A San Francisco suburb [Hercules CA] voted Tuesday night to use the power of eminent domain to keep Wal-Mart Stores Inc. off a piece of city land after hearing from dozens of residents who accused the big-box retailer of engaging in scare tactics to force its way into the bedroom community.
The overflow crowd that packed into the tiny Hercules City Hall cheered after the five-person City Council voted unanimously to use the unusual tactic to seize the 17 acres where Wal-Mart intended to build a shopping complex.
"The citizens have spoken. No to Wal-Mart," said Kofi Mensah, who has lived in Hercules for more than two decades and said he values the city's authentic feel.
Attorneys from Wal-Mart told the council that the retailer had spent close to $1 million to redesign the property to the community's liking. They said the council couldn't claim it was legally necessary to take the land and that the decision set a bad precedent.
"Today it may be Wal-Mart but the question is where does it end," Wal-Mart attorney Edward G. Burg said.
City officials countered that buying the land was acceptable to ensure it was developed to the community's liking and fit in with overall plans for the city.
Opponents worried that Wal-Mart would drive local retailers out of business, tie up traffic and wreck the small-town flavor of this city of 24,000.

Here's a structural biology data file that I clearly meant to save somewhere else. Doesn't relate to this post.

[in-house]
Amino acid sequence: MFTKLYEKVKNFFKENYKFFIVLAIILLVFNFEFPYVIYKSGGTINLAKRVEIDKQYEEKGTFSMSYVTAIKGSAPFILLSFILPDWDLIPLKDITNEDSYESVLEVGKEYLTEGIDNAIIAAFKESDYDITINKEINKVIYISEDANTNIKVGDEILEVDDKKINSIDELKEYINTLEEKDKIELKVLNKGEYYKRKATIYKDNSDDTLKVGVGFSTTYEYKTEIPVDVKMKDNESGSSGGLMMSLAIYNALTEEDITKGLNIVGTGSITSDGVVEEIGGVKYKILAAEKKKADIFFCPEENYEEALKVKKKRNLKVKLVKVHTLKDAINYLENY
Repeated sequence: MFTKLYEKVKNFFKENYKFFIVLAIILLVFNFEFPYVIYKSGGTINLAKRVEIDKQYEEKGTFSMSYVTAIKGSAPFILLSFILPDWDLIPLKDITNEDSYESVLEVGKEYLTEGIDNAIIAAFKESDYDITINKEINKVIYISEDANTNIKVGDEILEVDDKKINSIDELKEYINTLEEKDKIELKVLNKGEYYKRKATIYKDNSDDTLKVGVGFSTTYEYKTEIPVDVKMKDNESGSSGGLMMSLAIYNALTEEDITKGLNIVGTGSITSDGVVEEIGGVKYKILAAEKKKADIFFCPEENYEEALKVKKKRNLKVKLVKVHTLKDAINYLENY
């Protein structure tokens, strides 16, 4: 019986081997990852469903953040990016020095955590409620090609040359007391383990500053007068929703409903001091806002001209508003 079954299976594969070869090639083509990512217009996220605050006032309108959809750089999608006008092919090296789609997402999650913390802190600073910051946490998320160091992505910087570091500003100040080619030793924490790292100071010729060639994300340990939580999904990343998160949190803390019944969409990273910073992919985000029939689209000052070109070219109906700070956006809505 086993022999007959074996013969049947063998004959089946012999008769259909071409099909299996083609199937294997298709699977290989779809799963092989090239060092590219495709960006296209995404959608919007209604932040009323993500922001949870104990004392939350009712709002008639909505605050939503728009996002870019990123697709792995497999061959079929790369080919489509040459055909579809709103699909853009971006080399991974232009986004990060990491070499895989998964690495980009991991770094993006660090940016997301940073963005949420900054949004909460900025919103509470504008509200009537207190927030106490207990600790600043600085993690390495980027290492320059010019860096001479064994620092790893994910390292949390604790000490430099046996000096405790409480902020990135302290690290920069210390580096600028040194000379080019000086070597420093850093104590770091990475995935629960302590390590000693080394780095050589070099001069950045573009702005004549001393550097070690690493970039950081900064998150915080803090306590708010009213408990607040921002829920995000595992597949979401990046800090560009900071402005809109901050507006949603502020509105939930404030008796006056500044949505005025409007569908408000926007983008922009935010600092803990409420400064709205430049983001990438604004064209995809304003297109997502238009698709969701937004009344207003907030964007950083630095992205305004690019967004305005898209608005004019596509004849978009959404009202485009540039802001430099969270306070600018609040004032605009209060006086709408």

Wal-Mart spokesman Kevin Loscotoff said after the hearing that the company had not decided how to proceed with its plans in light of the decision.
Wal-Mart's initial proposal for a 142,000-square foot store near Hercules' San Pablo Bay waterfront was rejected by the City Council. So the company submitted a scaled-down plan that included a pedestrian plaza, two outdoor eating areas and other small shops, including a pharmacy.
Hercules said no again, and opponents began raising the possibility of eminent domain, a legal tactic where government agencies can take land from its owners for the public good.
Cities sometimes use eminent domain to build roads or redevelop properties, but the owners must be paid fair market value for their land.
The U.S. Supreme Court ruled last year that such seizures are allowable if the construction raises the tax base and benefits the entire community.
Some residents and Hercules city officials say the land, which is currently open space, would be better suited for upscale stores that attract affluent shoppers and give the suburb a classy touch.
Officials say using eminent domain is a new tactic in a fight that's occurred elsewhere. Communities across the country have kept Wal-Mart out by imposing size caps for businesses and laws that set high minimum pay rates.
Jeri Wilgus, 47, said she was proud of the council for standing up to Wal-Mart and said the town could show others how to fight back against big corporations.
"We are setting an example for the rest of the country," she said.
A handful of residents said Wal-Mart could provide a much-needed place to purchase inexpensive goods, particularly for residents who can't drive out of town.
"I know I can go there and get a fair price for a good product," said Glenna Phillips, who has lived in Hercules for 26 years.
San Francisco Chronicle: http://www.sfgate.com